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Best tips on getting home loan approval


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Maria Papa
Maria Papa is a senior finance expert specialising in home loans, investment loans, self-employed loans, Alt Doc loans, car loans, personal loans and loan protection. She has offices in Sydney and Melbourne. If you have questions, you can call Maria at 0430 144 008 or email her at mpapa@maverickfinance.com.au. MBM Mortgage Pty Ltd trading as Maverick Finance | ABN 28 149 301 084 | Credit Representative Number 403019 is authorised under Credit License Number 389328

Australia’s property market performed impressively during the pandemic. Most capital cities saw median home prices rise to record highs by the 4th quarter of 2020. Record low-interest rates and first home buyer incentives like the First Home Loan Deposit Scheme have driven strong demand. Prices keep going up, and it’s becoming increasingly difficult for first home buyers to get into the property market. 

Now more than ever, it’s important for those wishing to purchase a home to speak to a broker to prepare them for the tumultuous journey ahead.

Here are some tips on getting your loan approved:

1. The importance of genuine savings

What banks want to see is that you can save. The rule of thumb is 5% genuine savings, meaning saving at least 5% of the property’s purchase price. That 5% savings have to be sitting in your account for at least three months.

Before putting down that 5% deposit for a block of land and another 5% to the builder, keep the three months’ savings statements in your file showing that you have had that 5% deposit prior to entering into the contract. 

The 5% genuine savings deposit is especially important if you are a first home buyer and borrowing the 95% under the First Home Loan Deposit Scheme. Lenders participating in the scheme don’t want to see lump sum amounts deposited into the borrower’s accounts. Proceeds from the sale of a car, tax refunds, and instant gifts from parents are just examples of lump-sum deposits. 

2. Save more than 5% for the deposit

Saving just 5% and borrowing 95% of the property’s purchase price will limit you with the number of lenders you can go to. There are a few but expect high interest rates above 4% and more scrutiny into your living expenses, ongoing debts (credit cards and personal loans), employment, and residential history.

If you can save more than 5%, you will have more lenders to choose from and more competitive interest rates.  

3. Show the capacity to repay

Let’s say you are living with your parents and your mum and dad provide you with a 10% deposit as a gift. Banks want to see that you have the capacity to pay the monthly repayment for the 90% loan you will be applying for. They want to know that you can afford the loan.

4. Spend less in the three months before you apply for a loan

If you are one of those first home buyers who enjoy eating out, going to movies, and shopping and are looking at applying for a loan in 3 to 6 months, it’s time for you to gradually reduce these activities or stop them altogether.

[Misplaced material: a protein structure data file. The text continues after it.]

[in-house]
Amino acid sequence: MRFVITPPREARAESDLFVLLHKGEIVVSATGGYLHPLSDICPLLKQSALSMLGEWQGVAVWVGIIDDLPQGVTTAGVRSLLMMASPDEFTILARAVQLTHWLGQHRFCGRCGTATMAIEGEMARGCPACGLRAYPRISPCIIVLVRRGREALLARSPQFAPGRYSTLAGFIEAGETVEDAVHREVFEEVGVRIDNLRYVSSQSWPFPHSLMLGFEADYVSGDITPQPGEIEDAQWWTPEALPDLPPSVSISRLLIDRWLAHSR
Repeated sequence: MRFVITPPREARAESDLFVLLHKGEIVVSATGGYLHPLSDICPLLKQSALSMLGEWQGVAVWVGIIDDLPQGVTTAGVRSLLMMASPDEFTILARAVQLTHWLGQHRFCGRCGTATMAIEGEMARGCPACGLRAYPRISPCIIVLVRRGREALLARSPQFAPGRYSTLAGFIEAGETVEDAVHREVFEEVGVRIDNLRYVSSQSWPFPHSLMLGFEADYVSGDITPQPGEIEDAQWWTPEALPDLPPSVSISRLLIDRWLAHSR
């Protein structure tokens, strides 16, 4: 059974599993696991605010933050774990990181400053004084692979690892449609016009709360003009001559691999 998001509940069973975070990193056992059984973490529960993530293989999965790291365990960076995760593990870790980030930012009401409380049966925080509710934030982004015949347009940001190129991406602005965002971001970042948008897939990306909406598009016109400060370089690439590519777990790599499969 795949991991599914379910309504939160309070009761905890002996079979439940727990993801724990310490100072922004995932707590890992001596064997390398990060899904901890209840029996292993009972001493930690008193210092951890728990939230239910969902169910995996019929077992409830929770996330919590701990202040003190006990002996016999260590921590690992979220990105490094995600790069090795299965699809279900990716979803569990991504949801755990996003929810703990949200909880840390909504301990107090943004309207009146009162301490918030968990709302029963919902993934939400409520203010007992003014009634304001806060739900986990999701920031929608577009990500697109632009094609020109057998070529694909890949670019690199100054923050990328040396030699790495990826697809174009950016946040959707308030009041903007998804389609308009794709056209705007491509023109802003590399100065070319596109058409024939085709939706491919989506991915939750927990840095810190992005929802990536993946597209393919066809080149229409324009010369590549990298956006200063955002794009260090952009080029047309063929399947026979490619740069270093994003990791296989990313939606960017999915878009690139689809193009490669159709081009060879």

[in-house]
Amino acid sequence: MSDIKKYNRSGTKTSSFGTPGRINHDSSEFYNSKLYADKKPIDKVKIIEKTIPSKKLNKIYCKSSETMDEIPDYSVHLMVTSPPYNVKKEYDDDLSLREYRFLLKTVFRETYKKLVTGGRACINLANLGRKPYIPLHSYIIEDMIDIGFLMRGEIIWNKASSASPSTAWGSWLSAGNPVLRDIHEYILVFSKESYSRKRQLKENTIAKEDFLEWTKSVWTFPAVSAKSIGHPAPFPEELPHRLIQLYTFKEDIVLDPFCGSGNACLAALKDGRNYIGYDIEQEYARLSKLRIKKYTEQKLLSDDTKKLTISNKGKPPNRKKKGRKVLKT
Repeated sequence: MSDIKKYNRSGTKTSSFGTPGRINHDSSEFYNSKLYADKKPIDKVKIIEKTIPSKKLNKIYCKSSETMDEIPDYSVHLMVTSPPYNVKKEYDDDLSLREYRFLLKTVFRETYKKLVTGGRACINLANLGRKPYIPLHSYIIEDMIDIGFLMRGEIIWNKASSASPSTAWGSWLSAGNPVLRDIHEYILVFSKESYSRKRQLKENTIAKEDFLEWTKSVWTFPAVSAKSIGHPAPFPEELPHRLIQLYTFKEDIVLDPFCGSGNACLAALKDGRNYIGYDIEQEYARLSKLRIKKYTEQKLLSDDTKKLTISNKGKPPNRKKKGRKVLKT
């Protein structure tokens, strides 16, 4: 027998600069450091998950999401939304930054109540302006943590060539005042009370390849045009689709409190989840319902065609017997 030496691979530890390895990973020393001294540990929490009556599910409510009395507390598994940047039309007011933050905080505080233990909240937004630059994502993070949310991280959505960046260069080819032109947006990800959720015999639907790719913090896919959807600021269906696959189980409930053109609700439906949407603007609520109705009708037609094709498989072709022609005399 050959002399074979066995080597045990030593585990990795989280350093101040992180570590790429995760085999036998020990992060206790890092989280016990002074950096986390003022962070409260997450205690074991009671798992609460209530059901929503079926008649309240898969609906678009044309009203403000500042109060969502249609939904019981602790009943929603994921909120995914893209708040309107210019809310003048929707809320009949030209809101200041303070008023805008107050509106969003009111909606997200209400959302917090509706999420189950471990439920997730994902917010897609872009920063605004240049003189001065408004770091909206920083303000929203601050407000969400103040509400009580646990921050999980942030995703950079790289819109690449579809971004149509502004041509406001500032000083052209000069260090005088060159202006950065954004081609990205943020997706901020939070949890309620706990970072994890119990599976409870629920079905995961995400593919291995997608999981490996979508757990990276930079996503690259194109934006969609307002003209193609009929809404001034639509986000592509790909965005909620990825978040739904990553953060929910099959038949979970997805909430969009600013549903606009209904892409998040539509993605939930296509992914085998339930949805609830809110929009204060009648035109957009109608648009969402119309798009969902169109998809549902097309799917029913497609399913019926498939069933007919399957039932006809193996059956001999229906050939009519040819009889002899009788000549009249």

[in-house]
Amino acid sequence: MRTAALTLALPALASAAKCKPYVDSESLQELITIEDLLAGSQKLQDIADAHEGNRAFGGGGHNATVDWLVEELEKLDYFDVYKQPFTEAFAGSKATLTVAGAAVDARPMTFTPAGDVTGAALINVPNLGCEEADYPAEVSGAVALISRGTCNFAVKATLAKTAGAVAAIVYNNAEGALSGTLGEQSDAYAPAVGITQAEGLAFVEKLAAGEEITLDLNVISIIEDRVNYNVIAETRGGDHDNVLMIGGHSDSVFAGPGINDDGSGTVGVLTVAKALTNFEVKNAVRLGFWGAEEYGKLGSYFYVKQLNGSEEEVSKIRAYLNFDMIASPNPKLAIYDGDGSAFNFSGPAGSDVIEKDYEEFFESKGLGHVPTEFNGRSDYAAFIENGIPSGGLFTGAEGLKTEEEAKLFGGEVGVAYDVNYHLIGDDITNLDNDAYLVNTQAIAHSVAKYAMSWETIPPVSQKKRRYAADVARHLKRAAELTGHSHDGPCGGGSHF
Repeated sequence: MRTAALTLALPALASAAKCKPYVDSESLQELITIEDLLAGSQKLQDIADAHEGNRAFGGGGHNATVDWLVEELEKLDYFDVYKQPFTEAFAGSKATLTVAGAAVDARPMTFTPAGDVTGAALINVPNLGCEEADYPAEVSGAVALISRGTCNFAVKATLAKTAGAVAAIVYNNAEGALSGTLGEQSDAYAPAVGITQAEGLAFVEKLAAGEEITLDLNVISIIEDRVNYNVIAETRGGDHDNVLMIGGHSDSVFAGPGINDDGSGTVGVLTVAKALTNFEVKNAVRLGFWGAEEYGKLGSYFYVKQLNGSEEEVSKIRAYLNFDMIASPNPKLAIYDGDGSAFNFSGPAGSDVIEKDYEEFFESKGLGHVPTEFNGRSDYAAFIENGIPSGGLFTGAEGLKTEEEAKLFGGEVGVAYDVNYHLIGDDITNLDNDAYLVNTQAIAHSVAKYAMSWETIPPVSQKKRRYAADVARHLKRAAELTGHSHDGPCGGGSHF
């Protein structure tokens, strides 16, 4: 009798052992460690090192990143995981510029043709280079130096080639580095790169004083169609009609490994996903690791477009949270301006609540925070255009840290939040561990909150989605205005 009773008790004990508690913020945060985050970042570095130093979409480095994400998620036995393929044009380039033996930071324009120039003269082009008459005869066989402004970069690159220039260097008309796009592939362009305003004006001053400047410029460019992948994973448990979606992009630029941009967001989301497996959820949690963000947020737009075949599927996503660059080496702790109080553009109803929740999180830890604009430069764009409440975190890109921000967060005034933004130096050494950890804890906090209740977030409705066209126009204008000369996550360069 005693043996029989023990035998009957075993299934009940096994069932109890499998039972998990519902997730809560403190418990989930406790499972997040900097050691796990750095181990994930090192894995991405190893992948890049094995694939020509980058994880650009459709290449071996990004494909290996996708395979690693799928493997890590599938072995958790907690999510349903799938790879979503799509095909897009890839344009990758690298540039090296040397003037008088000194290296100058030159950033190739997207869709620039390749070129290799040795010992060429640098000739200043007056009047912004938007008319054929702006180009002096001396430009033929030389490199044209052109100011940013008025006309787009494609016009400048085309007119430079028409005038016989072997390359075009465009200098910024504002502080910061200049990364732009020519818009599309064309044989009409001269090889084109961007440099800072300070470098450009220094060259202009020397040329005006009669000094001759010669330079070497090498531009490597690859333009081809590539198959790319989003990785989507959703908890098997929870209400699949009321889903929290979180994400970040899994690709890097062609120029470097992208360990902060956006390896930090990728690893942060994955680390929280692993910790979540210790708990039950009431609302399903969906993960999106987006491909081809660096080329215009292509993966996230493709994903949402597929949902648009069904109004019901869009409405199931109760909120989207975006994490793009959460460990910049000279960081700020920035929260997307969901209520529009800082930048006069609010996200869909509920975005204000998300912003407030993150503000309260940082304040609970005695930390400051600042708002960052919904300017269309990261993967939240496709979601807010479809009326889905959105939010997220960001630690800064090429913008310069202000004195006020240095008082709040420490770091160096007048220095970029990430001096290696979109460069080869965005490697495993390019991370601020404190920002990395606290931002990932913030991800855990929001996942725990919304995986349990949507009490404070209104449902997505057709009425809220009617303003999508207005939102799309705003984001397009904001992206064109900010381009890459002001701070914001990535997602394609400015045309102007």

High discretionary spending can reduce your borrowing capacity. Having the discipline to minimise these expenses will also help once you have the loan and start paying the mortgage.

5. What to do with credit cards and personal loans?

If possible, reduce the credit card limits. For credit cards that you don’t use at all, it’s best to close them down. I can never emphasise the importance of not taking out personal loans, car loans, or credit card debts if you have plans of purchasing a home. These credit facilities will significantly reduce your borrowing capacity.

Cut your credit card debts

6. Keep your bank statements for transaction accounts and ongoing liabilities in order 

It is important that your credit card statements, personal loans, and all statements relating to ongoing liabilities are in order. By this, I mean there are no late payment fees or defaults. Keep at least six months’ bank statements clean.

7. Employment and income stability 

Don’t switch employers when you are applying for a loan. Banks require that you have been with your employer for at least two years. If less than that, you have to prove that your new job is similar to the previous role you had or is in a similar industry.

If you are one of those who consistently receive bonuses and commissions, keep the letters from employers relating to your bonus incomes. For salespeople receiving commissions, have your group certificates for two years ready as proof that you are consistently receiving the same or more commissions yearly. The same rule applies to those who constantly work overtime.

If you are working casual, lenders want to see at least six months of employment with your current employer. If employed on contract, lenders want to see 12 months of employment history. If you are self-employed, you should have registered your ABN for a minimum of 2 years.

House prices are rising, but there’s still plenty of opportunities for Australians to buy their dream home rather than rent it. The simple reason for this is the record low rates on offer, with many mortgage rates still coming with a 2 in front of them.

This article was first published on 4 September 2019.


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